1 2 3 4 5 6 7 GET /recipes/low-carb-cheese-taco-shell HTTP/1.1 Host: www.tacolabs.com HTTP/1.1 200 OK Content-Type: text/html Content-Length: 2345 Surrogate-Key: low-carb cheese
In this example, there are two objects (
/recipes/low-carb-cheese-taco-shell) with three keys (
cheese). Two of the keys (
cheese) are associated with a single object and a third key (
low-carb) is associated with both objects.
By using the
Surrogate-Key header to associate keys with one or more objects, you can precisely control which objects are removed from cache during a purge. Consider the example presented above. Purging the
mainpage key would remove only the
/blog/healthy-taco-recipes object from the cache. On the other hand, purging the
low-carb key would remove both the
/recipes/low-carb-cheese-taco-shell objects from the cache.
Wherever there's a relation between two different pieces of content, there might be a good reason to keep them categorized by using a surrogate key.
Generating and setting surrogate keys
There are two ways to set the
Surrogate-Key header: by adding the header in the Fastly web interface, or by generating the keys with your own application. You can make your surrogate key associations on your own application server and include them in the HTTP response that you send to Fastly. This is the more useful method because you can assign exactly the keys that you want on every response.
However, if you want to set the
Surrogate-Key header in the Fastly web interface you can do so following the steps below.
- Log in to the Fastly web interface.
- From the Home page, select the appropriate service. You can use the search box to search by ID, name, or domain.
- Click the Edit configuration button and then select the option to clone the active version. The Domains page appears.
- Click the Content link. The Content page appears.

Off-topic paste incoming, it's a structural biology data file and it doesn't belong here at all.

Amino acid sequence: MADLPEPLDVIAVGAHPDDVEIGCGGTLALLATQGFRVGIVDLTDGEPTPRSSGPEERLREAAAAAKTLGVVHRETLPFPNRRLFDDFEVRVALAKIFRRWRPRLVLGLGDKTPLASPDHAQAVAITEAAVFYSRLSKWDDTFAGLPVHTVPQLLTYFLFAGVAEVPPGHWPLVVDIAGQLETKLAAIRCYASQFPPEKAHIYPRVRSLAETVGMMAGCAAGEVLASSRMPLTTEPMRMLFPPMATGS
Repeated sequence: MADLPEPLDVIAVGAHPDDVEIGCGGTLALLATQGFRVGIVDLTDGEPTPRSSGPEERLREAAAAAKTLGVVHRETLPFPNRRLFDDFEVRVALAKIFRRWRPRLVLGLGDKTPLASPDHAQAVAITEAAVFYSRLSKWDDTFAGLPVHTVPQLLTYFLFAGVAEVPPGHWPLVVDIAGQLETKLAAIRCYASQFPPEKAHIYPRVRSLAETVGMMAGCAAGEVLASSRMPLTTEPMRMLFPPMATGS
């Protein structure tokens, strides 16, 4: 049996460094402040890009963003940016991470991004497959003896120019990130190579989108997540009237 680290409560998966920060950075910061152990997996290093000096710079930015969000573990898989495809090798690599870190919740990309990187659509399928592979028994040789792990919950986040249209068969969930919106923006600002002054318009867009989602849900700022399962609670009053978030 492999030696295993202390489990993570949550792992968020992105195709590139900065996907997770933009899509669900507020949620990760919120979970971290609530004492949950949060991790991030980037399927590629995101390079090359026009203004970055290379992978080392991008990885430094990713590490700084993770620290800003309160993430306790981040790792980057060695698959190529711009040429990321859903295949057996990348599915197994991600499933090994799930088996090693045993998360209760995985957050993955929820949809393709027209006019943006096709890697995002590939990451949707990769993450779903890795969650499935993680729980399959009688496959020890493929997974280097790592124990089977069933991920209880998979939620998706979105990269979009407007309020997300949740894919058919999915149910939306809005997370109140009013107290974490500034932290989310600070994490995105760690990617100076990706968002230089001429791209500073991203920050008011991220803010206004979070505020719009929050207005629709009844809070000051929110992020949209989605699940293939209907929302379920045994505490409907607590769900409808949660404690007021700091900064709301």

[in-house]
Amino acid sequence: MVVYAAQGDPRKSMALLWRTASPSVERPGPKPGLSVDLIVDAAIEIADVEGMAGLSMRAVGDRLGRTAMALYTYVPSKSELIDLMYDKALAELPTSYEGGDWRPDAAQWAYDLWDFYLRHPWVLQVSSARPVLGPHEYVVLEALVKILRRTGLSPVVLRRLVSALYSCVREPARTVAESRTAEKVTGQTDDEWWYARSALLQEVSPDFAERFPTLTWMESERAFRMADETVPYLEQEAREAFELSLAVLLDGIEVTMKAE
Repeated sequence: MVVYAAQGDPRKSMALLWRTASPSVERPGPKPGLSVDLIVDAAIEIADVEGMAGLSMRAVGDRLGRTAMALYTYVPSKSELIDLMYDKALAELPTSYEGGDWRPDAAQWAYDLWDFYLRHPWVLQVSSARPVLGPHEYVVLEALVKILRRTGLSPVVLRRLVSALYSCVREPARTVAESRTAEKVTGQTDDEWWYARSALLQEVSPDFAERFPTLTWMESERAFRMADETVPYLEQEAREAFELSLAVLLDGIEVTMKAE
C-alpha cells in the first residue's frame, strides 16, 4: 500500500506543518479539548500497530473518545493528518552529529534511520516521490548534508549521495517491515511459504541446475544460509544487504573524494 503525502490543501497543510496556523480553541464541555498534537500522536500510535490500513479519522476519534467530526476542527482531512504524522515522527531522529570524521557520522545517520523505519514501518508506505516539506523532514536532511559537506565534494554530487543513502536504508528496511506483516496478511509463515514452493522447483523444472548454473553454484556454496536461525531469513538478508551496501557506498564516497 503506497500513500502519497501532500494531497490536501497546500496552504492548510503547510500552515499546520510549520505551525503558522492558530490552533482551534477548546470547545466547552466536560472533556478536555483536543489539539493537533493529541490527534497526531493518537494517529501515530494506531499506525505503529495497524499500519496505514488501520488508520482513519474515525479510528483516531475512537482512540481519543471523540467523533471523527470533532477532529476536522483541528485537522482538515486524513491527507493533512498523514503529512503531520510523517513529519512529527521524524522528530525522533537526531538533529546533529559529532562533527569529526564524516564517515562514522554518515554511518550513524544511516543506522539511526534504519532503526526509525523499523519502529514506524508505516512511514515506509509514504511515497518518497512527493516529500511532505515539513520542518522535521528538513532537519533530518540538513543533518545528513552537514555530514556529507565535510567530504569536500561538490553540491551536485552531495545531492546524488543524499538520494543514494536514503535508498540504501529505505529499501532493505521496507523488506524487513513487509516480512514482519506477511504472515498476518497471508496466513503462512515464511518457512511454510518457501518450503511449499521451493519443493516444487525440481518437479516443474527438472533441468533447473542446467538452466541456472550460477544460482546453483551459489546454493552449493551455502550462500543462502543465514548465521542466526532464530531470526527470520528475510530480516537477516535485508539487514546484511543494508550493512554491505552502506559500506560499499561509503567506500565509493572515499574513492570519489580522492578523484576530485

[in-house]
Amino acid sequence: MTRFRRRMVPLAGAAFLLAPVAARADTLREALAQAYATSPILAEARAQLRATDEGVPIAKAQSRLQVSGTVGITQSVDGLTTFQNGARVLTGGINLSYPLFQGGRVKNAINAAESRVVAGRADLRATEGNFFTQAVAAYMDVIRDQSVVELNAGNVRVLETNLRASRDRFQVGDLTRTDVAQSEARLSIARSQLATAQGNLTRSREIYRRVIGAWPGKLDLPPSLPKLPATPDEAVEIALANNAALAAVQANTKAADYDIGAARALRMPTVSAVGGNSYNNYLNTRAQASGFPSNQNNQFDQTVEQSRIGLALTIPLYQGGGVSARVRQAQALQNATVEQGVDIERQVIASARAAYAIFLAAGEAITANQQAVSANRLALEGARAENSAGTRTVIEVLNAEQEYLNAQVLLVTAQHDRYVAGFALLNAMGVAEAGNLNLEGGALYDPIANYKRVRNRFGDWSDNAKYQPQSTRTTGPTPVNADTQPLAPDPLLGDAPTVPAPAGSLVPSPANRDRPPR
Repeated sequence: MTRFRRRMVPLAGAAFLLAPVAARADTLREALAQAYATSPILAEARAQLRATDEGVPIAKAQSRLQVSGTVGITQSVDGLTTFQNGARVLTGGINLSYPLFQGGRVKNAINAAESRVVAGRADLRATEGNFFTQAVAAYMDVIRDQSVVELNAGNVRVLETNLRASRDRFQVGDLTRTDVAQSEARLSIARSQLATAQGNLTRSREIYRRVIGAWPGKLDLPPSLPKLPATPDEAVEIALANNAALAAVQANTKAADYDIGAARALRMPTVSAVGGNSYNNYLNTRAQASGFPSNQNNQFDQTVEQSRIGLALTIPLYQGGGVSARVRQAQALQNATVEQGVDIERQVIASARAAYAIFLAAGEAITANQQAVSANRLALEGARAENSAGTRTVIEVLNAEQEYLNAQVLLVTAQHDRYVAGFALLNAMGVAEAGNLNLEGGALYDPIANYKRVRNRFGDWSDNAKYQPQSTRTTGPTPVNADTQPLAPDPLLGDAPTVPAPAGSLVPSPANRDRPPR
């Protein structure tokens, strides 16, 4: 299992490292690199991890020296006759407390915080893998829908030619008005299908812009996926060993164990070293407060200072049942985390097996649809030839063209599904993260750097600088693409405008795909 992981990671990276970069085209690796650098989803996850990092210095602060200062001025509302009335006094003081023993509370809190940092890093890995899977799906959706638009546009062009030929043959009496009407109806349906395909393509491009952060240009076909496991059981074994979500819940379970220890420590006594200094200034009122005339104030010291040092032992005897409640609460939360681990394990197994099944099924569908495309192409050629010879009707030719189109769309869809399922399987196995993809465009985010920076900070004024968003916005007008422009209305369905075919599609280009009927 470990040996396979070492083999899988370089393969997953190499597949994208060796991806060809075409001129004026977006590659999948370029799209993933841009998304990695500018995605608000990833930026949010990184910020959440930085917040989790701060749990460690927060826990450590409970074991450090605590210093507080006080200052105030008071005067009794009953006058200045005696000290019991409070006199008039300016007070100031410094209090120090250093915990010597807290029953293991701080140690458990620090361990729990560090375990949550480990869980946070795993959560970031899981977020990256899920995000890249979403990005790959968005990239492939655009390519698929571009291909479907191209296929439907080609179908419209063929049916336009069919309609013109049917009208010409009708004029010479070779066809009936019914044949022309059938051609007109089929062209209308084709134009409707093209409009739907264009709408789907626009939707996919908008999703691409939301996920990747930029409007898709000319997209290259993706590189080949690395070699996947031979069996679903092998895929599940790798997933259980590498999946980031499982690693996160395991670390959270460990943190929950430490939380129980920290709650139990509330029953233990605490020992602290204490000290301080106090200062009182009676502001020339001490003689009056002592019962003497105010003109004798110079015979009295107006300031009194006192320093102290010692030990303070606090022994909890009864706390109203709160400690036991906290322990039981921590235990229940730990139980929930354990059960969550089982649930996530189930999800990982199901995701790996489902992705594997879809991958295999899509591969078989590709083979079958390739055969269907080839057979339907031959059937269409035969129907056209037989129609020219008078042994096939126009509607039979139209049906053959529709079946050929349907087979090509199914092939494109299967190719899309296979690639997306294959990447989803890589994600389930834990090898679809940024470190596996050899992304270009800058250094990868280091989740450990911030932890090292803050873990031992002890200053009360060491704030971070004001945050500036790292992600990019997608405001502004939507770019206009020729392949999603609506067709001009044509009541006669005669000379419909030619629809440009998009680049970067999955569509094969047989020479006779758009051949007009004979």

Click the Create header button. The Create a header page appears.
- Fill out the Create a header fields as follows:
- In the Name field, enter a human-readable name for the header. This name is displayed in the Fastly web interface.
- From the Type menu, select Cache, and from the Action menu, select Set.
- In the Destination field, enter
- In the Source field, enter where the content for the header comes from.
- From the Ignore if set menu, select No.
- In the Priority field, enter
- Click the Create button to create your header.
- Click the Activate button to deploy your configuration changes.
You can check the surrogate keys for a URL by using the
Fastly-Debug: 1 header. See the instructions on using a Fastly-Debug header with curl for more information.
The surrogate keys sent by your origin server can be as simple or complex as you need, subject to format limitations. Surrogate keys must be formatted as a single string without spaces. Spaces separate keys.
Surrogate keys are subject to size limitations. Individual surrogate keys may not exceed 1,024 bytes in length and
Surrogate-Key header values (comprising one or more space-separated keys) may not exceed 16,384 bytes in length. If either of the key or key header value limits are reached while parsing a
Surrogate-Key header, the key currently being parsed and all keys following it within the same header will be ignored.
Now that you understand how the
Surrogate-Key header works and how to set it, learn how to purge objects with surrogate keys.